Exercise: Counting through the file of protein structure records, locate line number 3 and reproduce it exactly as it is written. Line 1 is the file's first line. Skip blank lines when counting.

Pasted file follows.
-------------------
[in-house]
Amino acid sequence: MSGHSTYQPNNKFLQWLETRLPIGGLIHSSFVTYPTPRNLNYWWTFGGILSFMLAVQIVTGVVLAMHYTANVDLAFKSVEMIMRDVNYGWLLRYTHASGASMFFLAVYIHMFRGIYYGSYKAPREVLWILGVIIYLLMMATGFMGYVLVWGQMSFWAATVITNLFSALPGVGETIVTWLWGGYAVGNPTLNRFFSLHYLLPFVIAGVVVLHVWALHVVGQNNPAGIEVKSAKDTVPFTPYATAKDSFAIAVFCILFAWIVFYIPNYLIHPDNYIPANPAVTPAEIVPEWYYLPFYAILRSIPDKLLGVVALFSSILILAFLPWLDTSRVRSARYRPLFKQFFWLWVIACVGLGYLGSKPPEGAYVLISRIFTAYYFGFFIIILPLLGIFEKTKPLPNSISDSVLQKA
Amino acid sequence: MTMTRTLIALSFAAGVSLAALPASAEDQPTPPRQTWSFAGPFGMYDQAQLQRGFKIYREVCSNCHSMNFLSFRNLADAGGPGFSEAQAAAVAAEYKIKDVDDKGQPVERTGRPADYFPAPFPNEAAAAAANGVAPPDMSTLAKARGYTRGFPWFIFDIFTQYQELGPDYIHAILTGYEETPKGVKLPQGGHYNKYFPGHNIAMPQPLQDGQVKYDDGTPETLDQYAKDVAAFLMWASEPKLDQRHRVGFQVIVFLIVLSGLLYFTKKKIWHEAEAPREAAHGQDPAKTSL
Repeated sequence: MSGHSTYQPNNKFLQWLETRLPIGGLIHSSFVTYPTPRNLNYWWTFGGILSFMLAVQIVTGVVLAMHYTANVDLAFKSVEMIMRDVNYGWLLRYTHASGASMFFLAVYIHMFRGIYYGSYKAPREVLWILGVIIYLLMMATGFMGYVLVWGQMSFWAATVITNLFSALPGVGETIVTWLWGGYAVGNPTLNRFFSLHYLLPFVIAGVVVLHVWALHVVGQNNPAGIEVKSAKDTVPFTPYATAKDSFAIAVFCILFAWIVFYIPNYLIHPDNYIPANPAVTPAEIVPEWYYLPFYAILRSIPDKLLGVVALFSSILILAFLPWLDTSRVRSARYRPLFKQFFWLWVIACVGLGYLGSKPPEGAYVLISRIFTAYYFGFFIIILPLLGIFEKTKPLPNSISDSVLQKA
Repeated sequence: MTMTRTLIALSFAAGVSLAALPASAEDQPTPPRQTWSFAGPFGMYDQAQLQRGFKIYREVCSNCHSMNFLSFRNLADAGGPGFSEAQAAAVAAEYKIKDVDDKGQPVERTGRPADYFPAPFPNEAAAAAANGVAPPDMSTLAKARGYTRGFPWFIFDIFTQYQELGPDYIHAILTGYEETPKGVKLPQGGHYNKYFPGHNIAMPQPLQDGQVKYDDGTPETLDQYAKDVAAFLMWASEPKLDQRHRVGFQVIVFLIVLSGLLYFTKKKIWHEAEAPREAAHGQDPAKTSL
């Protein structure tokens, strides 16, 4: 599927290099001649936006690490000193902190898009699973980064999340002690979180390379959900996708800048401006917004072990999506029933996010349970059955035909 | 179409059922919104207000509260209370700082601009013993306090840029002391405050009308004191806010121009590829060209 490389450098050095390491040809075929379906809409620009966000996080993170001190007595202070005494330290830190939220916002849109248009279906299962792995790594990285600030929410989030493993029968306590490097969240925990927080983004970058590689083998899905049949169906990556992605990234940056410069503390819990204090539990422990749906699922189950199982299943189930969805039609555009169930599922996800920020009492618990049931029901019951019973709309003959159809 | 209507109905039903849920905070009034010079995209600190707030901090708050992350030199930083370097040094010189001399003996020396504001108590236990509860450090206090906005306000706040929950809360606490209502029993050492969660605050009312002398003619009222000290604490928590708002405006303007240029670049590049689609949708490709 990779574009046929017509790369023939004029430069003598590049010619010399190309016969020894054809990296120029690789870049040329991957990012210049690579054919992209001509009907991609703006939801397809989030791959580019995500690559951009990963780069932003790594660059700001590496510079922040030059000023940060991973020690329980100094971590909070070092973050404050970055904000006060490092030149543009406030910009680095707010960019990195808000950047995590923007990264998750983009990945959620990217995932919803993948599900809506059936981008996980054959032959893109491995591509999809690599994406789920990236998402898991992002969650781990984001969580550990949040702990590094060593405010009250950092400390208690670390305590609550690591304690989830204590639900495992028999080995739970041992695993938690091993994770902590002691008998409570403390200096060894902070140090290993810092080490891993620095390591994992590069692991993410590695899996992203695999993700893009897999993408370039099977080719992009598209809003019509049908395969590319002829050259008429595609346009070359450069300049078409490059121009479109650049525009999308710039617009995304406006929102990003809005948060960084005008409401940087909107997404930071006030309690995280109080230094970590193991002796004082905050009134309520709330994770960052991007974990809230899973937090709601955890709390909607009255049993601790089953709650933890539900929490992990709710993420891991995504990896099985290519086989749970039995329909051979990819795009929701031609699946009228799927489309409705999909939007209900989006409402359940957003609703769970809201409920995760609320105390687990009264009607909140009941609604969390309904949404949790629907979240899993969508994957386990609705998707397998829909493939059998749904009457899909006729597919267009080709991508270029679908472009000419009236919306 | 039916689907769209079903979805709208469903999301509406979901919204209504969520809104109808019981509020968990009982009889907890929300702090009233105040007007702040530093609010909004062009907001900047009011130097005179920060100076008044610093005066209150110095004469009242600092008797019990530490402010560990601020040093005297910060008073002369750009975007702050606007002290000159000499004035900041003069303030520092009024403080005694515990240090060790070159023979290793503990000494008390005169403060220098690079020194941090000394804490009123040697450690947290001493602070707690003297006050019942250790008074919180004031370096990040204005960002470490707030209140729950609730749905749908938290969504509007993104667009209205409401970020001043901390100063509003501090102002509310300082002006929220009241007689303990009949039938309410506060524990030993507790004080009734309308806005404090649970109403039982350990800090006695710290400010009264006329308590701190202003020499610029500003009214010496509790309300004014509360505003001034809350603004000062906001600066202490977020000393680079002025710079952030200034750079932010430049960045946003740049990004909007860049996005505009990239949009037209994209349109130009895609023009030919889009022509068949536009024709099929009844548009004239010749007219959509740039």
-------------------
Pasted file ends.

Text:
Amino acid sequence: MTMTRTLIALSFAAGVSLAALPASAEDQPTPPRQTWSFAGPFGMYDQAQLQRGFKIYREVCSNCHSMNFLSFRNLADAGGPGFSEAQAAAVAAEYKIKDVDDKGQPVERTGRPADYFPAPFPNEAAAAAANGVAPPDMSTLAKARGYTRGFPWFIFDIFTQYQELGPDYIHAILTGYEETPKGVKLPQGGHYNKYFPGHNIAMPQPLQDGQVKYDDGTPETLDQYAKDVAAFLMWASEPKLDQRHRVGFQVIVFLIVLSGLLYFTKKKIWHEAEAPREAAHGQDPAKTSL